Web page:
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Blog Post · September 19, 2023

Wage Growth Is Struggling to Keep Up with Inflation

photo - Welder Using Torch in Factory

Wage growth has been a bright spot for workers (and perhaps a challenge for business owners), but not when measured against inflation. Inflation in the Western region—which includes California—increased to 3.9% year-over-year in August, slightly higher than the headline inflation numbers at the federal level (3.7%), with much of the increase being driven by an acceleration in energy prices. Higher wages have provided a bit of a buffer but have not protected all workers from the rising costs of gas, food, housing, and other goods and services.

Average hourly wages for private-sector workers have increased 15% relative to January 2020—shortly before pandemic shutdowns disrupted the economy. But inflation-adjusted wages are down 2%.

Inflation has eaten away at wage growth for major sectors like education and health services and professional services; wages in manufacturing and financial services have also failed to keep up with inflation. Construction wages are just breaking even after inflation. Two of the largest sectors in terms of employment have shown growth in wages even after adjusting for inflation: leisure and hospitality (up 6.5%) and trade, transportation, and utilities (4%). However, the average wages in these two sectors remain lower than wages in the other sectors shown here.

As wage growth continues, employment trends are mixed. Employment fell in August by 28,000, a mix of some leaving the labor force and others entering unemployment. However, the statewide unemployment rate (unchanged at 4.6% in August) remains low by historical standards, and statewide private-sector jobs are up 3% relative to January 2020. Leisure and hospitality, the sector initially most impacted by pandemic lockdowns, has recovered the jobs it lost and is even up 0.3%. This is a sign that consumers are continuing to spend even amid economic uncertainty. Mining and logging has seen the largest drop in employment numbers, but this sector only represents 0.1% of total private employment. However, employment in government services, financial services, and other services has yet to recover.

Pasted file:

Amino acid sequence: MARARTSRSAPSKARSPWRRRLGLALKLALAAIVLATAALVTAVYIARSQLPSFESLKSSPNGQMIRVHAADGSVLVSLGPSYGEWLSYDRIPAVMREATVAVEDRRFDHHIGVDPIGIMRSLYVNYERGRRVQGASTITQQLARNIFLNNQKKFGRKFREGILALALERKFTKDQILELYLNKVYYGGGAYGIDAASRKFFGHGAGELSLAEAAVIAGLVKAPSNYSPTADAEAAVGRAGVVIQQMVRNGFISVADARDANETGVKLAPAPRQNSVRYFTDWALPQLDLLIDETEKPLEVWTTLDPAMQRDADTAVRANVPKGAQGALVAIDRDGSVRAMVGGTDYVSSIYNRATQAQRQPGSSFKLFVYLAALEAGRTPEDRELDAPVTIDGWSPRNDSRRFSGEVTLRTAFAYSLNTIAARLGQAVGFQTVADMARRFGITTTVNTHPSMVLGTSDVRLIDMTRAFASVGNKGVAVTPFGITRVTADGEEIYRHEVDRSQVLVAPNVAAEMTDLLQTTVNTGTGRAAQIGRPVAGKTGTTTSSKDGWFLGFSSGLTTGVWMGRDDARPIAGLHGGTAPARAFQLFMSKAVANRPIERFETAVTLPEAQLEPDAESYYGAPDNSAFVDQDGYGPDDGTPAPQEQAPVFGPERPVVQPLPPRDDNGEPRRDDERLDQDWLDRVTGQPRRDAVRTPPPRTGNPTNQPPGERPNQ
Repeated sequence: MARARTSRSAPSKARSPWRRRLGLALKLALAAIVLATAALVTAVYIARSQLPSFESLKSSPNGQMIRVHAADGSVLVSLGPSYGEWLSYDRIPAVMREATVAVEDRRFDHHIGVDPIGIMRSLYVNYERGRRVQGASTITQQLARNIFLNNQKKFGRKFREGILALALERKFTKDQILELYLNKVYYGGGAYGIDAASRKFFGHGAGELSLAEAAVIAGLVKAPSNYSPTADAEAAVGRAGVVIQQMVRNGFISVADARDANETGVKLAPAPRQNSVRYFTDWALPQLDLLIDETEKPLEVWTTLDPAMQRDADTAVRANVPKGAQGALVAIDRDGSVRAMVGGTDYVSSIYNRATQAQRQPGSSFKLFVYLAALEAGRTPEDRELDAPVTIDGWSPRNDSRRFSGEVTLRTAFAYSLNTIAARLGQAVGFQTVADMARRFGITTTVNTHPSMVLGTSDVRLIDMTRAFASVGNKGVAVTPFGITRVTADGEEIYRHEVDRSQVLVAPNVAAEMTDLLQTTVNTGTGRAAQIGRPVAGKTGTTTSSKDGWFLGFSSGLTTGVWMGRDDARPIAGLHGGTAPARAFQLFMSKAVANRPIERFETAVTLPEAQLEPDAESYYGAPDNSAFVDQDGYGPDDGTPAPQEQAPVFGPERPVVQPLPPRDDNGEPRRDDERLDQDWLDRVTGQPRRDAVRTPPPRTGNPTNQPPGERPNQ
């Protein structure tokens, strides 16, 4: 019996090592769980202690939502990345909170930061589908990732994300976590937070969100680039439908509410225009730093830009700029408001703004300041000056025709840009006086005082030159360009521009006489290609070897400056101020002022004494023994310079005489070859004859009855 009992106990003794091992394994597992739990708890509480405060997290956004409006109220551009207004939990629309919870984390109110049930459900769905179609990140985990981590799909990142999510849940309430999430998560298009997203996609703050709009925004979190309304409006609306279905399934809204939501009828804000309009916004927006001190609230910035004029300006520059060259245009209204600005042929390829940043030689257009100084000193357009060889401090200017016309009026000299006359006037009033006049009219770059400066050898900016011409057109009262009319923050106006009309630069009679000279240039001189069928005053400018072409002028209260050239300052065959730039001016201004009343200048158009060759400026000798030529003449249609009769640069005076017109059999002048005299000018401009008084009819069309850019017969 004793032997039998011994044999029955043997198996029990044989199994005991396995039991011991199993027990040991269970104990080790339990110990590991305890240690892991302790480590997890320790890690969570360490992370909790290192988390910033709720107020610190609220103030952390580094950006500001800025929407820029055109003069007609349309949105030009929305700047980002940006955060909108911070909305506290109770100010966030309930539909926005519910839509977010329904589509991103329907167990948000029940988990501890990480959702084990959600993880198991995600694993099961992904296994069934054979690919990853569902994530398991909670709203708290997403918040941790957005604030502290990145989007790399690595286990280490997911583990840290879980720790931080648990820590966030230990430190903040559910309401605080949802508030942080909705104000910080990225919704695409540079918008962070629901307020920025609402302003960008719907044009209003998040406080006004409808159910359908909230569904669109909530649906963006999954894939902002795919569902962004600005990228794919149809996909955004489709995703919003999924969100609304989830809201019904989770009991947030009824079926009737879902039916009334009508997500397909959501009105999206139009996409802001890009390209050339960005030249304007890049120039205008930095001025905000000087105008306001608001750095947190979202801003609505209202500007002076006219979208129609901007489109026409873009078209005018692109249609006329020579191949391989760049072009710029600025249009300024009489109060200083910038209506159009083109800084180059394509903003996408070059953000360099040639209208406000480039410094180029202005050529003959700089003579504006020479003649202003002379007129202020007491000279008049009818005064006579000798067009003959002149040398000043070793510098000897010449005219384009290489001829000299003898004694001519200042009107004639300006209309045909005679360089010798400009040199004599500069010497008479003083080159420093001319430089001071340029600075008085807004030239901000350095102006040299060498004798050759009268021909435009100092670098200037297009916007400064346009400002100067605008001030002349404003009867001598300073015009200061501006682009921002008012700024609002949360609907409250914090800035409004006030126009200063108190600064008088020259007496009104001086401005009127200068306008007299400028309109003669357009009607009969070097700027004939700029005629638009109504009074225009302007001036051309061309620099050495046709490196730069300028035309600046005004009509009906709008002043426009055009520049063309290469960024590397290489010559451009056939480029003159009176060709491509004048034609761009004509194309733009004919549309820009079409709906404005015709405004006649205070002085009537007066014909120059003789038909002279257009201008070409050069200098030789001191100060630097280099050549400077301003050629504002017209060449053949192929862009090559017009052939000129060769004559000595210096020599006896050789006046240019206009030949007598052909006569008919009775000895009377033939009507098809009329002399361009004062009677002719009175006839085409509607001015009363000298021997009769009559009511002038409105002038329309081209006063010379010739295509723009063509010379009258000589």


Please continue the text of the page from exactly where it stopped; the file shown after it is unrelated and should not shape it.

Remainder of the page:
It is not easy to predict how California’s labor market will evolve in the coming months. Inflation is likely to continue to erode wage growth, and the Federal Reserve might take further action to control price growth, possibly further slowing the economy and hampering job growth. As different sectors, regions, businesses, and families may experience different outcomes, it will be important for policymakers to continue monitoring labor markets across sectors and regions and consider the impact of macroeconomic trends on Californians’ well-being and their ability to provide for their families.


Economy employment inflation jobs Poverty & Inequality unemployment wages workers